>>     our condo users, which would be an issue for us with your config.
>>     For our exploratory and priority users, we impose an effective
>>     time limit with GrpTRESRunMins=cpu (and gres/gpu= for the GPU
>>     usage). In addition, since we have so many priority users, we
>>     don't explicitly set a rawshare value for them (they all execute
>>     under the "default" account). We set rawshare for the condo
>>     accounts as cores-purchased/total-cores*1000.
>>     What's your fairshare decay setting (don't remember the proper
>>     name at the moment)?
>>     Regards,
>>     Sam
>>     On Wed, Jun 19, 2019 at 3:44 PM Paul Edmon
>>     <pedmon at cfa.harvard.edu <mailto:pedmon at cfa.harvard.edu>> wrote:
>>         We do a similar thing here at Harvard:
>>         https://www.rc.fas.harvard.edu/fairshare/
>>         We simply weight all the partitions based on their core type
>>         and then we allocate Shares for each account based on what
>>         they have purchased.  We don't use QoS at all, so we just
>>         rely purely on fairshare weighting for resource usage.  It
>>         has worked pretty well for our purposes.
>>         -Paul Edmon-
>>         On 6/19/19 3:30 PM, Fulcomer, Samuel wrote:
>>>         (...and yes, the name is inspired by a certain OEM's
>>>         software licensing schemes...)
>>>         At Brown we run a ~400 node cluster containing nodes of
>>>         multiple architectures (Sandy/Ivy, Haswell/Broadwell, and
>>>         Sky/Cascade) purchased in some cases by University funds and
>>>         in others by investigator funding (~50:50).  They all appear
>>>         in the default SLURM partition. We have 3 classes of SLURM
>>>         users:
>>>          1. Exploratory - no-charge access to up to 16 cores
>>>          2. Priority - $750/quarter for access to up to 192 cores
>>>             (and with a GrpTRESRunMins=cpu limit). Each user has
>>>             their own QoS
>>>          3. Condo - an investigator group who paid for nodes added
>>>             to the cluster. The group has its own QoS and SLURM
>>>             Account. The QoS allows use of the number of cores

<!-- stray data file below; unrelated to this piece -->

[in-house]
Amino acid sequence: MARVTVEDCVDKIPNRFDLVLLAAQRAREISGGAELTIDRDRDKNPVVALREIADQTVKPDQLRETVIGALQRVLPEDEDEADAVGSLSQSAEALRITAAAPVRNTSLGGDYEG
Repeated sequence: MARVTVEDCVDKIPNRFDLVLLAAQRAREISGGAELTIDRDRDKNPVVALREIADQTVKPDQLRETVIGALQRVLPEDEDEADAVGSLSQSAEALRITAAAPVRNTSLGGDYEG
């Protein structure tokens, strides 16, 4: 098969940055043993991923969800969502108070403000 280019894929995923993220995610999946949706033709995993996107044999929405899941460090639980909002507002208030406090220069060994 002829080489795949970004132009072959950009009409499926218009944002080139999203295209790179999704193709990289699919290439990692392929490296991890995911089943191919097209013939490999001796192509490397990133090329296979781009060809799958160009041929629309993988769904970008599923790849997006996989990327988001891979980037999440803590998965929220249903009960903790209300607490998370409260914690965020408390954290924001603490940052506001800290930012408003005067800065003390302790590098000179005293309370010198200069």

>>>             purchased and has a much higher priority than the QoS'
>>>             of the "priority" users.
>>>         The first problem with this scheme is that condo users who
>>>         have purchased the older hardware now have access to the
>>>         newest without penalty. In addition, we're encountering
>>>         resistance to the idea of turning off their hardware and
>>>         terminating their condos (despite MOUs stating a 5yr life).
>>>         The pushback is the stated belief that the hardware should
>>>         run until it dies.
>>>         What I propose is a new TRES called a Processor Performance
>>>         Unit (PPU) that would be specified on the Node line in
>>>         slurm.conf, and used such that GrpTRES=ppu=N was calculated
>>>         as the number of allocated cores multiplied by their
>>>         associated PPU numbers.
>>>         We could then assign a base PPU to the oldest hardware, say,
>>>         "1" for Sandy/Ivy and increase for later architectures based
>>>         on performance improvement. We'd set the condo QoS to
>>>         GrpTRES=ppu=N*X+M*Y,..., where N is the number of cores of
>>>         the oldest architecture multiplied by the configured
>>>         PPU/core, X, and repeat for any newer nodes/cores the
>>>         investigator has purchased since.
>>>         The result is that the investigator group gets to run on an
>>>         approximation of the performance that they've purchased,
>>>         rather on the raw purchased core count.
>>>         Thoughts?